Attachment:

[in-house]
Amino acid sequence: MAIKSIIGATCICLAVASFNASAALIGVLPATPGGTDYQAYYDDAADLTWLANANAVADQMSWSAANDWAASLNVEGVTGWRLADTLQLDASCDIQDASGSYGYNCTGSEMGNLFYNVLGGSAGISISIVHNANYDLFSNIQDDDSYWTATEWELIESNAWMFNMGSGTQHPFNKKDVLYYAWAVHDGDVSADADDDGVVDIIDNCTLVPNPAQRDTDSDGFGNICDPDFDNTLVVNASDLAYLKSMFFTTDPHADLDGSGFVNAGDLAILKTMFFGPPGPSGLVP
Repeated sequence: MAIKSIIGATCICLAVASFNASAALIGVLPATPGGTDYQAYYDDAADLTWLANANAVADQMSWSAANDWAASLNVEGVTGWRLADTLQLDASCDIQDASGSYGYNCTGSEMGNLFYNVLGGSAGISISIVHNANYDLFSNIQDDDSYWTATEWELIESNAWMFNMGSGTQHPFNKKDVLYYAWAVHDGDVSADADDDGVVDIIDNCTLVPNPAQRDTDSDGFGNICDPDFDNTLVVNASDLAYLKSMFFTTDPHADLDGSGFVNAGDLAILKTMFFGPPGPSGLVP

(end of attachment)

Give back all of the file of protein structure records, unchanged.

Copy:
[in-house]
Amino acid sequence: MAIKSIIGATCICLAVASFNASAALIGVLPATPGGTDYQAYYDDAADLTWLANANAVADQMSWSAANDWAASLNVEGVTGWRLADTLQLDASCDIQDASGSYGYNCTGSEMGNLFYNVLGGSAGISISIVHNANYDLFSNIQDDDSYWTATEWELIESNAWMFNMGSGTQHPFNKKDVLYYAWAVHDGDVSADADDDGVVDIIDNCTLVPNPAQRDTDSDGFGNICDPDFDNTLVVNASDLAYLKSMFFTTDPHADLDGSGFVNAGDLAILKTMFFGPPGPSGLVP
Repeated sequence: MAIKSIIGATCICLAVASFNASAALIGVLPATPGGTDYQAYYDDAADLTWLANANAVADQMSWSAANDWAASLNVEGVTGWRLADTLQLDASCDIQDASGSYGYNCTGSEMGNLFYNVLGGSAGISISIVHNANYDLFSNIQDDDSYWTATEWELIESNAWMFNMGSGTQHPFNKKDVLYYAWAVHDGDVSADADDDGVVDIIDNCTLVPNPAQRDTDSDGFGNICDPDFDNTLVVNASDLAYLKSMFFTTDPHADLDGSGFVNAGDLAILKTMFFGPPGPSGLVP